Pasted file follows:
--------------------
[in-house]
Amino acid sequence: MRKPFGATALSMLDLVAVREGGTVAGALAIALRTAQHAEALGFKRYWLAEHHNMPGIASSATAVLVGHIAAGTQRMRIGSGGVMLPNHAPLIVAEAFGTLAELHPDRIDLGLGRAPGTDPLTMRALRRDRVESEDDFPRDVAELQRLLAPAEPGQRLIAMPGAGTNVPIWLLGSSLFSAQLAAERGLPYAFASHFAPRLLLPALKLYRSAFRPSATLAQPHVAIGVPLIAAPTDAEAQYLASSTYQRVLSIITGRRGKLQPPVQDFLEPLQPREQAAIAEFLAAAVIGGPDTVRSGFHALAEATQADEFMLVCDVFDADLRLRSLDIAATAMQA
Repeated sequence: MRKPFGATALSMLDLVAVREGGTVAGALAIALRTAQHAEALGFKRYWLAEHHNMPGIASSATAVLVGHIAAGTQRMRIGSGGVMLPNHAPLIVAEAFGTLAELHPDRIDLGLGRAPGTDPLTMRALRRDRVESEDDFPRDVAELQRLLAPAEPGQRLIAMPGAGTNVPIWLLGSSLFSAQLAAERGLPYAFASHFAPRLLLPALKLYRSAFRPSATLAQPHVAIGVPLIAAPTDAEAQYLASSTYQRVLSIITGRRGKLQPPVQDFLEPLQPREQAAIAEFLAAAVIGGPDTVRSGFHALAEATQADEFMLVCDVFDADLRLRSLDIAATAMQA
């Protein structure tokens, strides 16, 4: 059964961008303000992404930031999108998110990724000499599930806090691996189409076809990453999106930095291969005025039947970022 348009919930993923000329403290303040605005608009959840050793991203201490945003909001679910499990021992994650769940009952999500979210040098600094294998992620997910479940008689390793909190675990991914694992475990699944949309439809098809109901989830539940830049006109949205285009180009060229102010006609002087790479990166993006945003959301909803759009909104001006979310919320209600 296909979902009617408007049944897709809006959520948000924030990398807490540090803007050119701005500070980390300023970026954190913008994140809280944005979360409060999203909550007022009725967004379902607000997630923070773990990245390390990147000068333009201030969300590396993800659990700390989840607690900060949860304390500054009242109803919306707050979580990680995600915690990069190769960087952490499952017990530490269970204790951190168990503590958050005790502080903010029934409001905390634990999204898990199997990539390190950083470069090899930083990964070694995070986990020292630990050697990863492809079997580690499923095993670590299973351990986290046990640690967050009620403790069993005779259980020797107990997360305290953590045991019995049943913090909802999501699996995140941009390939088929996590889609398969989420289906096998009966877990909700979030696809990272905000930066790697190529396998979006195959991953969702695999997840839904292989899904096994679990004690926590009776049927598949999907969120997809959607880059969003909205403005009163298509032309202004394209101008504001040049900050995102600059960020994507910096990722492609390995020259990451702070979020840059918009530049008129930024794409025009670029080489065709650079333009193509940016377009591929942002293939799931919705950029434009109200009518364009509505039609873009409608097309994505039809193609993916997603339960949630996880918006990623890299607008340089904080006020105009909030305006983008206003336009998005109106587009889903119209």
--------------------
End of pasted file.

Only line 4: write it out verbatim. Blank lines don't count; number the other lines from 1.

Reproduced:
């Protein structure tokens, strides 16, 4: 059964961008303000992404930031999108998110990724000499599930806090691996189409076809990453999106930095291969005025039947970022 348009919930993923000329403290303040605005608009959840050793991203201490945003909001679910499990021992994650769940009952999500979210040098600094294998992620997910479940008689390793909190675990991914694992475990699944949309439809098809109901989830539940830049006109949205285009180009060229102010006609002087790479990166993006945003959301909803759009909104001006979310919320209600 296909979902009617408007049944897709809006959520948000924030990398807490540090803007050119701005500070980390300023970026954190913008994140809280944005979360409060999203909550007022009725967004379902607000997630923070773990990245390390990147000068333009201030969300590396993800659990700390989840607690900060949860304390500054009242109803919306707050979580990680995600915690990069190769960087952490499952017990530490269970204790951190168990503590958050005790502080903010029934409001905390634990999204898990199997990539390190950083470069090899930083990964070694995070986990020292630990050697990863492809079997580690499923095993670590299973351990986290046990640690967050009620403790069993005779259980020797107990997360305290953590045991019995049943913090909802999501699996995140941009390939088929996590889609398969989420289906096998009966877990909700979030696809990272905000930066790697190529396998979006195959991953969702695999997840839904292989899904096994679990004690926590009776049927598949999907969120997809959607880059969003909205403005009163298509032309202004394209101008504001040049900050995102600059960020994507910096990722492609390995020259990451702070979020840059918009530049008129930024794409025009670029080489065709650079333009193509940016377009591929942002293939799931919705950029434009109200009518364009509505039609873009409608097309994505039809193609993916997603339960949630996880918006990623890299607008340089904080006020105009909030305006983008206003336009998005109106587009889903119209």